Sustainability at Dal
Dalhousie prides itself on being green, but how environmentally savvy are we really? Opinions Contributor Robin Tress takes a look.
The Dal Student Union’s Sustainability Office (DSUSO) is a great place to look for success stories. In the three years of its existence DSUSO has pulled together annual Green Weeks, started a campus food garden with help from the university and with Nova Scotia Public Interest Research Group (NSPIRG) have created a bike sharing program for students. Rob MacNeish, policy and internal communications officer for DSUSO, says they have also begun research on starting to pull DSU investments from fossil fuel corporations. All in all, DSUSO has made huge strides in a short time.
The Dal Office of Sustainability, not to be confused with DSUSO, is in the business of making Dal greener as a whole. This office is responsible for seeking Leadership in Energy and Environmental Design (LEED) certification for buildings like the Mona Campbell, reducing Dal’s greenhouse gas emissions and running projects that encourage low-impact habit on campus. This office has numerous reports that quantify and cost out energy-saving measures around campus. For example, one report shows that the Killam Library could be saving 90 tonnes of carbon dioxide by switching to a solar air-heating system that would pay itself off in five to six years.
The College of Sustainability takes a holistic approach to sustainability education by teaching its students how to integrate sustainability into their lives, society and the workplace. Students learn concepts and challenges of sustainability, and class projects are more often than not based in real world changes to businesses and institutions. The College, now in its fifth year of existence, has upward of 500 students.
Students and faculty have been successful in putting together a heap of sustainability initiatives like clothing swaps, DIY workshops, how-to courses on reducing energy use, movie screenings and discussion groups, as well as presenting information on greening your home and workplace, like the Green Guide (greenguide.dal.ca).
Thirty-four per cent of Dal students drive from home every day even though 75 per cent of us live within 10 kilometres of campus. Dal produces a lot of its own energy for heat and electricity using natural gas; while natural gas is less carbon-intensive than coal or bunker C, it still produces significant quantities of greenhouse gas, and requires unethical extraction procedures. More than half of students come from outside Nova Scotia, and many of them fly home at Christmas, Thanksgiving, reading week and in the summer. All in all, this is not a very ‘green’ place to start.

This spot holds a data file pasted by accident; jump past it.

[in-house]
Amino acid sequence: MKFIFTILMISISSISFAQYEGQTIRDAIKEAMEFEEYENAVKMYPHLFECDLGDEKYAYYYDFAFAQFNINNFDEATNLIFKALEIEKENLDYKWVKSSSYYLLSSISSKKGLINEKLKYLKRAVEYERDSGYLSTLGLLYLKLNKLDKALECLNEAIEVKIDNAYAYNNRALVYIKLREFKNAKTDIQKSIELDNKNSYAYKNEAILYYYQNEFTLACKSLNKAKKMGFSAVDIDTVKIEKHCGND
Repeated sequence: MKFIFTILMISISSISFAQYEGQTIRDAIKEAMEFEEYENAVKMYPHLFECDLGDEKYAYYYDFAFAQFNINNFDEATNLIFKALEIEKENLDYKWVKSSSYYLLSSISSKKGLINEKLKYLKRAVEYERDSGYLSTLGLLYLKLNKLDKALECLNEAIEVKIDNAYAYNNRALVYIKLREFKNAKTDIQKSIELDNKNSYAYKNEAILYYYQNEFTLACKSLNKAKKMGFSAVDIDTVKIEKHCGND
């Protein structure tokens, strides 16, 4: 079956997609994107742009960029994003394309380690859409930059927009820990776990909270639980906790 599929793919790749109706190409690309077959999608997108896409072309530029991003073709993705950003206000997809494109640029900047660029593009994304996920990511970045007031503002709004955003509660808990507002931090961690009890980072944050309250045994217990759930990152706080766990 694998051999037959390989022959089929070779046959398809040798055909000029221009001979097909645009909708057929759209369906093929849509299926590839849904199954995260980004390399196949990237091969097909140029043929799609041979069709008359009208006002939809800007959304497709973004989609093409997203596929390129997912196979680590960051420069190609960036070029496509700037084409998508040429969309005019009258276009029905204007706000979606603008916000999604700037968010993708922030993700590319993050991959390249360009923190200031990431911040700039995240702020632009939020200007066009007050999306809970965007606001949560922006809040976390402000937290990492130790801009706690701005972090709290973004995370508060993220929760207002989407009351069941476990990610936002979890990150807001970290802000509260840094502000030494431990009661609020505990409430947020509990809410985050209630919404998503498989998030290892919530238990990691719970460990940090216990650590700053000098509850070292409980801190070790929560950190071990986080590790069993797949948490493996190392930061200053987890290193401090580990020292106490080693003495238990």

Despite innumerable reports written by students, faculty and independent consulting companies, Dal has managed to increase its greenhouse gas emissions by 4,000 tonnes from 2009 to 2012. Campus is still powered by fossil fuels. The LSC still sucks energy, not only from the heating and cooling, but from the souls of everyone within it. The dozens of houses that now serve as offices and mini-residences have abominable insulation.
On top of the aforementioned issues, Dal has an interesting relationship with many fossil fuel companies. The engineering department receives sponsorship from Shell. The geology department offers scholarships paid for by Petro-Canada and Chevron. The Canadian Association of Petroleum Producers is a member of Dal’s Critical Infrastructure Protection project. On top of that, many of Dal’s departments and faculties, and even the DSU, have investments in fossil fuel companies.
This leaves the university at a turning point. Dal must decide if it will continue to use its current model of operation, which includes support for the industry that is ravaging the people and environments of this planet, or if it will break free from the norm of inaction.
As a whole, we’ve started to turn a corner in our mindset and attitudes towards sustainability. We have the brains to ask tough questions and make big decisions. The variety of sustainability efforts has shown that. What we lack is the brawn. If we need to overcome apathy, roadblocks, and red tape to become more sustainable, if we need the university to cut ties with the fossil fuel industry, it’s up to the enlightened masses to stick together until those goals are achieved.